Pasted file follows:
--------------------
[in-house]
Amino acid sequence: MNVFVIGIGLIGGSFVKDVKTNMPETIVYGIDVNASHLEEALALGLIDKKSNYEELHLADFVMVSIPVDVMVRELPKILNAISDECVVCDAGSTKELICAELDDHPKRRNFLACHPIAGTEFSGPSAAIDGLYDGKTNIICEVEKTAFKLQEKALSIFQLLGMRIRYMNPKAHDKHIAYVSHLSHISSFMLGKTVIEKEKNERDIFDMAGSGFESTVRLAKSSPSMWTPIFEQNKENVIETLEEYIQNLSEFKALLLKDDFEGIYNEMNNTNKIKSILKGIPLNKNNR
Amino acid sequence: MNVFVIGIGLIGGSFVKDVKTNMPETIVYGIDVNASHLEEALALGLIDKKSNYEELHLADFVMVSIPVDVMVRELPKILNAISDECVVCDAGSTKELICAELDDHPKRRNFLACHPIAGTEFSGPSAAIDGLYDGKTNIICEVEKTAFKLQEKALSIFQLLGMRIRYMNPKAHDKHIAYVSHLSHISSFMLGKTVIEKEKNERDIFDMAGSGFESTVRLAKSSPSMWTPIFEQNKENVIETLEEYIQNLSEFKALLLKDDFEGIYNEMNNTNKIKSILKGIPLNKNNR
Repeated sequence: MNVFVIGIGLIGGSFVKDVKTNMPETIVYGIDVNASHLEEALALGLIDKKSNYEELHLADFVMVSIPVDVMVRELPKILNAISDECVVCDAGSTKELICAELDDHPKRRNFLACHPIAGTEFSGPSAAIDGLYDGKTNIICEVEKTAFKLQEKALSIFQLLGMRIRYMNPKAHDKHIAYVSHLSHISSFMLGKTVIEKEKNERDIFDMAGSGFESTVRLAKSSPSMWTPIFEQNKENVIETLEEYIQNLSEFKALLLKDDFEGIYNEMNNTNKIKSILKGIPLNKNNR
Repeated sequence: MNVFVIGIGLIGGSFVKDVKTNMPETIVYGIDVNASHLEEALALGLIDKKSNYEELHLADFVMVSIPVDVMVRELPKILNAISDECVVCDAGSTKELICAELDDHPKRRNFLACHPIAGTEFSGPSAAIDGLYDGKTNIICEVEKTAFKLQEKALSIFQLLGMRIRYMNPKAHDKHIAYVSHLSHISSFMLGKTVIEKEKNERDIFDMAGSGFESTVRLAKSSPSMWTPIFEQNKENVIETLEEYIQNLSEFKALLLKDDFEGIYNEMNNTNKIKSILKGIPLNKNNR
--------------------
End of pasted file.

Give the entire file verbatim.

[in-house]
Amino acid sequence: MNVFVIGIGLIGGSFVKDVKTNMPETIVYGIDVNASHLEEALALGLIDKKSNYEELHLADFVMVSIPVDVMVRELPKILNAISDECVVCDAGSTKELICAELDDHPKRRNFLACHPIAGTEFSGPSAAIDGLYDGKTNIICEVEKTAFKLQEKALSIFQLLGMRIRYMNPKAHDKHIAYVSHLSHISSFMLGKTVIEKEKNERDIFDMAGSGFESTVRLAKSSPSMWTPIFEQNKENVIETLEEYIQNLSEFKALLLKDDFEGIYNEMNNTNKIKSILKGIPLNKNNR
Amino acid sequence: MNVFVIGIGLIGGSFVKDVKTNMPETIVYGIDVNASHLEEALALGLIDKKSNYEELHLADFVMVSIPVDVMVRELPKILNAISDECVVCDAGSTKELICAELDDHPKRRNFLACHPIAGTEFSGPSAAIDGLYDGKTNIICEVEKTAFKLQEKALSIFQLLGMRIRYMNPKAHDKHIAYVSHLSHISSFMLGKTVIEKEKNERDIFDMAGSGFESTVRLAKSSPSMWTPIFEQNKENVIETLEEYIQNLSEFKALLLKDDFEGIYNEMNNTNKIKSILKGIPLNKNNR
Repeated sequence: MNVFVIGIGLIGGSFVKDVKTNMPETIVYGIDVNASHLEEALALGLIDKKSNYEELHLADFVMVSIPVDVMVRELPKILNAISDECVVCDAGSTKELICAELDDHPKRRNFLACHPIAGTEFSGPSAAIDGLYDGKTNIICEVEKTAFKLQEKALSIFQLLGMRIRYMNPKAHDKHIAYVSHLSHISSFMLGKTVIEKEKNERDIFDMAGSGFESTVRLAKSSPSMWTPIFEQNKENVIETLEEYIQNLSEFKALLLKDDFEGIYNEMNNTNKIKSILKGIPLNKNNR
Repeated sequence: MNVFVIGIGLIGGSFVKDVKTNMPETIVYGIDVNASHLEEALALGLIDKKSNYEELHLADFVMVSIPVDVMVRELPKILNAISDECVVCDAGSTKELICAELDDHPKRRNFLACHPIAGTEFSGPSAAIDGLYDGKTNIICEVEKTAFKLQEKALSIFQLLGMRIRYMNPKAHDKHIAYVSHLSHISSFMLGKTVIEKEKNERDIFDMAGSGFESTVRLAKSSPSMWTPIFEQNKENVIETLEEYIQNLSEFKALLLKDDFEGIYNEMNNTNKIKSILKGIPLNKNNR